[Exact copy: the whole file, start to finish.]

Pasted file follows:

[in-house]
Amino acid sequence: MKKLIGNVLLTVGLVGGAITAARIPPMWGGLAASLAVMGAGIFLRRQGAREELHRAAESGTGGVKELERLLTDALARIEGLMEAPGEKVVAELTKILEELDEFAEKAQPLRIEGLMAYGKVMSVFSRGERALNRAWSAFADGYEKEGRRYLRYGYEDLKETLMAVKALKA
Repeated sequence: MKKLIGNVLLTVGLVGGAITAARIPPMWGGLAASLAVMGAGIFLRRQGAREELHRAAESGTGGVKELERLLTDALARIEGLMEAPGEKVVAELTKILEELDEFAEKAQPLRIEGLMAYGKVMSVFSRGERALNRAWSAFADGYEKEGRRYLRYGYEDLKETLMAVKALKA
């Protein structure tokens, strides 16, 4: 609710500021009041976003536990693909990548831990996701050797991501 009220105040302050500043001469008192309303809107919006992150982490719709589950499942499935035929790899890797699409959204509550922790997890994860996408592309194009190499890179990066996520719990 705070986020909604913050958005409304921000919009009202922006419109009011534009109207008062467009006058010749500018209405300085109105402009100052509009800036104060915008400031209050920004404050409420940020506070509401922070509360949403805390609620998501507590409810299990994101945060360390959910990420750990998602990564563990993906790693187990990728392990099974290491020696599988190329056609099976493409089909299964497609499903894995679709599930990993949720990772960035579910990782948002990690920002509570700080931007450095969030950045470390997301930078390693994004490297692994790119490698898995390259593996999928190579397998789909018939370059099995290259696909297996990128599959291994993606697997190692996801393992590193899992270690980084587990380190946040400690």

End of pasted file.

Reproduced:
[in-house]
Amino acid sequence: MKKLIGNVLLTVGLVGGAITAARIPPMWGGLAASLAVMGAGIFLRRQGAREELHRAAESGTGGVKELERLLTDALARIEGLMEAPGEKVVAELTKILEELDEFAEKAQPLRIEGLMAYGKVMSVFSRGERALNRAWSAFADGYEKEGRRYLRYGYEDLKETLMAVKALKA
Repeated sequence: MKKLIGNVLLTVGLVGGAITAARIPPMWGGLAASLAVMGAGIFLRRQGAREELHRAAESGTGGVKELERLLTDALARIEGLMEAPGEKVVAELTKILEELDEFAEKAQPLRIEGLMAYGKVMSVFSRGERALNRAWSAFADGYEKEGRRYLRYGYEDLKETLMAVKALKA
């Protein structure tokens, strides 16, 4: 609710500021009041976003536990693909990548831990996701050797991501 009220105040302050500043001469008192309303809107919006992150982490719709589950499942499935035929790899890797699409959204509550922790997890994860996408592309194009190499890179990066996520719990 705070986020909604913050958005409304921000919009009202922006419109009011534009109207008062467009006058010749500018209405300085109105402009100052509009800036104060915008400031209050920004404050409420940020506070509401922070509360949403805390609620998501507590409810299990994101945060360390959910990420750990998602990564563990993906790693187990990728392990099974290491020696599988190329056609099976493409089909299964497609499903894995679709599930990993949720990772960035579910990782948002990690920002509570700080931007450095969030950045470390997301930078390693994004490297692994790119490698898995390259593996999928190579397998789909018939370059099995290259696909297996990128599959291994993606697997190692996801393992590193899992270690980084587990380190946040400690």